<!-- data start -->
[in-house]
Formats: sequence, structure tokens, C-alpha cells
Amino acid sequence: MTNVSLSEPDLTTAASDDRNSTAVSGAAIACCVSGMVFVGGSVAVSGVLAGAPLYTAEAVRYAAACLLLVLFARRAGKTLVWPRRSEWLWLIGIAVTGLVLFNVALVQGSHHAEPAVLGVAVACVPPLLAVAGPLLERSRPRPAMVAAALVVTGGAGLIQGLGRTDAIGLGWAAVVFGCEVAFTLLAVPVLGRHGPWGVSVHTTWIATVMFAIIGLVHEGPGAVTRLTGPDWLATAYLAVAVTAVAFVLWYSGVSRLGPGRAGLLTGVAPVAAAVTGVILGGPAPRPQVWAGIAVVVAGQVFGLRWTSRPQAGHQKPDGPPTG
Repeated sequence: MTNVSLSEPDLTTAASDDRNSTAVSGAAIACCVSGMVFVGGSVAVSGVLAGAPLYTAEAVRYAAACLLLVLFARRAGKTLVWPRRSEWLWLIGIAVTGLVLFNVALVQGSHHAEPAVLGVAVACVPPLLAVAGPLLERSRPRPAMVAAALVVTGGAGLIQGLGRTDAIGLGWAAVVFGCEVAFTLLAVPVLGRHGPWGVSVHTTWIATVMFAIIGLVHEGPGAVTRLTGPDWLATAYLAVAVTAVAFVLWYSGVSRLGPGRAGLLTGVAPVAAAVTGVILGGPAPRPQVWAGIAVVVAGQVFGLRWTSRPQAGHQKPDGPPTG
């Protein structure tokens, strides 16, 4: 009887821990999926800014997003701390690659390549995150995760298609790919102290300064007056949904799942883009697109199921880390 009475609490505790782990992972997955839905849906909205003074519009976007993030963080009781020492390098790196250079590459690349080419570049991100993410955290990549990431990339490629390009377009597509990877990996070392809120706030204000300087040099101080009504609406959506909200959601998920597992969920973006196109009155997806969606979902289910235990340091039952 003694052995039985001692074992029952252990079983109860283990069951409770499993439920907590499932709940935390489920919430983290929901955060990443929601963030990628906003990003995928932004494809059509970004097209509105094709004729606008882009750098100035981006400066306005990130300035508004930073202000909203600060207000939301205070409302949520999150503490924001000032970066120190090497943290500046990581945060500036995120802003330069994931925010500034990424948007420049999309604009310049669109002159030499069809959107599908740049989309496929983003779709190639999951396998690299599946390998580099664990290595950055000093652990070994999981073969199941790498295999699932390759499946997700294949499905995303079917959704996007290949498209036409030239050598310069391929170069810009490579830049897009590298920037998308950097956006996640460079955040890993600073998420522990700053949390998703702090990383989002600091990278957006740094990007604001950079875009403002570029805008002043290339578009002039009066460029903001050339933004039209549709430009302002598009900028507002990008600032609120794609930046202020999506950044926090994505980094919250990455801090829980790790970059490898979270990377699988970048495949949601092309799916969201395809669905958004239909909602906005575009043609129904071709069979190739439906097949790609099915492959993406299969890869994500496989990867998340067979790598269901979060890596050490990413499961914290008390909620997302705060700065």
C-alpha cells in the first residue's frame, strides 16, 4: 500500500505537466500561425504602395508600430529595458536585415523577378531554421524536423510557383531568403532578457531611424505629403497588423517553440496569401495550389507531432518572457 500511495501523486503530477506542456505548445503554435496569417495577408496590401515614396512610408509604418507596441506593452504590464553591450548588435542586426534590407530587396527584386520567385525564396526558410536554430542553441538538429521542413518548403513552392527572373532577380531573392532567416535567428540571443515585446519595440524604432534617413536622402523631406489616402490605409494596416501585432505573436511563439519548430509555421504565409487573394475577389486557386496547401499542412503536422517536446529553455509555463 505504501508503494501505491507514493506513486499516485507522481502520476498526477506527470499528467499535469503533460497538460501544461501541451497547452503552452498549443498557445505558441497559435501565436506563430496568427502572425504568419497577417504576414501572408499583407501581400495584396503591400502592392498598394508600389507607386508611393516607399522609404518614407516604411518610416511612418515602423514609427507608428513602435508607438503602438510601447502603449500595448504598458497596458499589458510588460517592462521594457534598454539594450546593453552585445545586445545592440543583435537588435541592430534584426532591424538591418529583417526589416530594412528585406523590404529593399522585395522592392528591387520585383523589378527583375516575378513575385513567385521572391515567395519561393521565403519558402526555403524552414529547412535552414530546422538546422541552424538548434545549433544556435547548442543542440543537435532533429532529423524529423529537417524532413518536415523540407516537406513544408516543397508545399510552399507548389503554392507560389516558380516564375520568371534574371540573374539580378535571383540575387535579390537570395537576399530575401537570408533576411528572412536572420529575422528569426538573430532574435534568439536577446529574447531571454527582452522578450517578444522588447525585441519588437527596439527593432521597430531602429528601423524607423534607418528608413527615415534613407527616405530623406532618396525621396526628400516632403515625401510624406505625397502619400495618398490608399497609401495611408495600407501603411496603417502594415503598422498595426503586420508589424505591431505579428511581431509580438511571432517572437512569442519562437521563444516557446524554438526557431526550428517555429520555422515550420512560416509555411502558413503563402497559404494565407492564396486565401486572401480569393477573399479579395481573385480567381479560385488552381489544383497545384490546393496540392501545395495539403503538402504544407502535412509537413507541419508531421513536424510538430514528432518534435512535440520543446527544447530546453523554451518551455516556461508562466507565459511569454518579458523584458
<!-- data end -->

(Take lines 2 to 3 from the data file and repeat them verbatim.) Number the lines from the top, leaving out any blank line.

Formats: sequence, structure tokens, C-alpha cells
Amino acid sequence: MTNVSLSEPDLTTAASDDRNSTAVSGAAIACCVSGMVFVGGSVAVSGVLAGAPLYTAEAVRYAAACLLLVLFARRAGKTLVWPRRSEWLWLIGIAVTGLVLFNVALVQGSHHAEPAVLGVAVACVPPLLAVAGPLLERSRPRPAMVAAALVVTGGAGLIQGLGRTDAIGLGWAAVVFGCEVAFTLLAVPVLGRHGPWGVSVHTTWIATVMFAIIGLVHEGPGAVTRLTGPDWLATAYLAVAVTAVAFVLWYSGVSRLGPGRAGLLTGVAPVAAAVTGVILGGPAPRPQVWAGIAVVVAGQVFGLRWTSRPQAGHQKPDGPPTG